I am aware of the different modes so that a "raw" block cipher such as AES (ECB) can be used to encrypt more than a single block of data (CBC, OFB, CTR, etc) and modes such as AES-GCM which provide a full AEAD implementation.

When looking at the known limitations for Amazon AWS CloudHSM, there is a maximum data size restriction for AES-GCM (https://docs.aws.amazon.com/cloudhsm/latest/userguide/ki-pkcs11-sdk.html#ki-pkcs11-8):

Issue: Buffers for the C_Encrypt and C_Decrypt API operations cannot exceed 16 KB when using the CKM_AES_GCM mechanism

You cannot use the CKM_AES_GCM mechanism to encrypt data larger than 16 KB

You can use an alternative mechanism such as CKM_AES_CBC or you can divide your data into pieces and encrypt each piece individually. You must manage the division of your data and subsequent encryption. AWS CloudHSM does not perform multipart AES-GCM encryption for you. Note that FIPS requires that the initialization vector (IV) for AES-GCM be generated on the HSM. Therefore, the IV for each piece of your AES-GCM encrypted data will be different.

This question is about how to securely "manage the division of your data and subsequent encryption".

Are there any well-known, documented standards for working with such "big blocks", creating an AEAD mode from a "unit" of AES-GCM which can only encrypt/decrypt 16KB at a time? It would obviously need to protect against truncation of data (if ciphertext was N "big blocks" and only the first M blocks given to decrypt operation, this should fail) and substitution of blocks from a different ciphertext encrypted with the same key should fail too. And are there other potential concerns?

It "feels like" the same class of problem going from ECB → CBC/OFB, but obviously, we want authenticated encryption.

Tweakable block ciphers are used for disk encryption, but the substitution of blocks (same block number/rollback) isn't really protected against there.

Clearly appending the last 128 bits of the ciphertext of the first "big block" to the associated data going into the encryption of the second "big block" would prevent substitution of blocks from another ciphertext, but how to prevent truncation attacks? Would it be sufficient to append the overall data length to the associated data for the first "big block"?

I'd ideally rather not switch to CBC + HMAC (especially as the CloudHSM hash of > 16KB data ends up being done locally!)

But: is this already a solved problem? (Ideally with an IND-CCA2 proof!)

  • 1
    $\begingroup$ Also, "block level" encryption is often 16KiB because that is the size of the FLASH pages in most ICs. $\endgroup$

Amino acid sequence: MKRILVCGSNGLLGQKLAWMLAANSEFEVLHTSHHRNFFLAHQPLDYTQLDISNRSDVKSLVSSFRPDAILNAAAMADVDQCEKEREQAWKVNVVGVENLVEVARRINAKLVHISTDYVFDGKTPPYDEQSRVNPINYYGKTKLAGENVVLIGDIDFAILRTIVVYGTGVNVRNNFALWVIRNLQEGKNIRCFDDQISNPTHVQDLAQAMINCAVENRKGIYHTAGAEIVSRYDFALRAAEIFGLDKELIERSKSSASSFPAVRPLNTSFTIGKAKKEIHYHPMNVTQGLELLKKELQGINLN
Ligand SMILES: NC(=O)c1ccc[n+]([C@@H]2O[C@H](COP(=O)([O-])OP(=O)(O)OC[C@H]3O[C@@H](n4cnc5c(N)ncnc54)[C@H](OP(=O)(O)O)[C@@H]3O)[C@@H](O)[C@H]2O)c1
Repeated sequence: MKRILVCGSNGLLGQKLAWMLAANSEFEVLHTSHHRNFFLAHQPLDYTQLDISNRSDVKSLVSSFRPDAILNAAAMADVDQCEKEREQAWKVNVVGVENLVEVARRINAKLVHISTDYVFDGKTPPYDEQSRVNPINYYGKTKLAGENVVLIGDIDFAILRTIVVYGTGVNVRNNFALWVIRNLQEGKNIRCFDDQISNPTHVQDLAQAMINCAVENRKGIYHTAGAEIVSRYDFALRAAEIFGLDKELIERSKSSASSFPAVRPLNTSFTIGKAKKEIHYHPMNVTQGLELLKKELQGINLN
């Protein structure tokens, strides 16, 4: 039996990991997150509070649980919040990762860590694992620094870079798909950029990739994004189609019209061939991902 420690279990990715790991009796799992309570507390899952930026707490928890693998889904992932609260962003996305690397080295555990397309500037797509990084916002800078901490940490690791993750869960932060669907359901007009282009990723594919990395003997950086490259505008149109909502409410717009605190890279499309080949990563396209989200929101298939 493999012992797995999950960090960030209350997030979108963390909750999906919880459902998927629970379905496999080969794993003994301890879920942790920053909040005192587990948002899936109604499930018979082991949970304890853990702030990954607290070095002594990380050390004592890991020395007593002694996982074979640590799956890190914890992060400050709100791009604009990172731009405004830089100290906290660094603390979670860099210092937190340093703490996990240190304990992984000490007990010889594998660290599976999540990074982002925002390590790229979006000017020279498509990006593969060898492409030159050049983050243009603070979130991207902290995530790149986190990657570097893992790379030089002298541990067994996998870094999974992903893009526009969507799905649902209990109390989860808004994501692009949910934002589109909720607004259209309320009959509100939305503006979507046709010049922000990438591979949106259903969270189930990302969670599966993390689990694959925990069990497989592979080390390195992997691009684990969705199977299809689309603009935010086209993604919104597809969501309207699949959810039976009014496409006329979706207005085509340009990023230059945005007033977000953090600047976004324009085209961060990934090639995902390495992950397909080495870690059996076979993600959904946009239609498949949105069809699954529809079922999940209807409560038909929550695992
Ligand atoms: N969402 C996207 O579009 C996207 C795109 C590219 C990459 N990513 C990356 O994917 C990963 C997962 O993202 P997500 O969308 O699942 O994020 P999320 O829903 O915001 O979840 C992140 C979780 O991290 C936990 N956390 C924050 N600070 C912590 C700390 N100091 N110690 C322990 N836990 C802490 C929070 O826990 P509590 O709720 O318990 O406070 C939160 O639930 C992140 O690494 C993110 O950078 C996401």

– b degnan
    Nov 10, 2020 at 17:12
  • 1
    $\begingroup$ I know no standard solution. I also do not know that CKM_AES_GCM supports Associated Data as the question suggests. Is the length (or even the number of blocks) known when the encryption starts? $\endgroup$
    – fgrieu
    Nov 10, 2020 at 18:03
  • 2
    $\begingroup$ @fgrieu At the very least, AWS CloudHSM's CKM_AES_GCM does: github.com/aws-samples/aws-cloudhsm-pkcs11-examples/blob/master/…. Edit: seems to be standard, CK_GCM_PARAMS in pkcs11t.h. $\endgroup$ Nov 14, 2020 at 13:11

1 Answer 1


I have a solution that may satisfy you

Splitting the file into parts (chunk) and chaining them is a solution for you. To prevent the truncation we will use the associated data, which is the same for the first and last parts.

Assume that you divide the file into $n$ parts where each is around 16KB ( need adjustments). Encrypt each of pars with $\operatorname{AES-GCM}$ with the following additions. Prefix each part before encryption as follows;

tag_0 = ''
borderFlag = random
for i from 1 to n
  if i == 1 or i == n
     #Fourth parameter is the Associated Data
     (C_i, tag_i) = AES-GCM(IVx, key, i:n || tag_i-1 || P_i, borderFlag)
     (C_i, tag_i) = AES-GCM(IVx, key, i:n || tag_i-1 || P_i)
  • prefix each part with the part number as i:n

  • prefix each part except the first one with the authentication tag of the previous part.

  • What is $\text{IVx}$?

    • It has a total size of 12-byte so that there is no additional GHASH calculation.
    • It must be either random per encryption, or,
    • Use counter-based approach, give the next $\text{IVx}$ as the +1 of the last previous counter.
    • This is important so that we don't have the forbidden attack on the CTR mode that is using $(key,IV)$-pair again.

With these, you have now a chain that can be controlled after decryption. You can detect, additions, deletions, and in the final part the truncation. The order is under your control, you can send even without the order. However, you need to check the prefix.

You can also

  • add the part size, and
  • add the time of encryption, too if you fear the replay attack. This is general advice and requires system knowledge to be specified.
  • 1
    $\begingroup$ I like the idea of the borderFlag - I hadn't thought of that - nice. $\endgroup$ Nov 14, 2020 at 13:15
  • $\begingroup$ Adding time would not matter much I think computers are too fast, and it would require an OS call during normal operation. I'm missing the handling of the nonce within this interesting answer. I'm presuming that the border flag is part of the header? Otherwise you cannot verify the initial and final part. $\endgroup$
    – Maarten Bodewes
    Oct 31, 2021 at 13:30
  • $\begingroup$ @MaartenBodewes against the replay attack when time is added one put a time frame to accept and reject, that really needed to be determined by the developer. You are right about the OS call. I've totally forgotten the nonce part :(. I've used the border is in the associated data. Am I missing something there? $\endgroup$
    – kelalaka
    Oct 31, 2021 at 13:42

Your Answer

By clicking “Post Your Answer”, you agree to our terms of service and acknowledge you have read our privacy policy.

Not the answer you're looking for? Browse other questions tagged or ask your own question.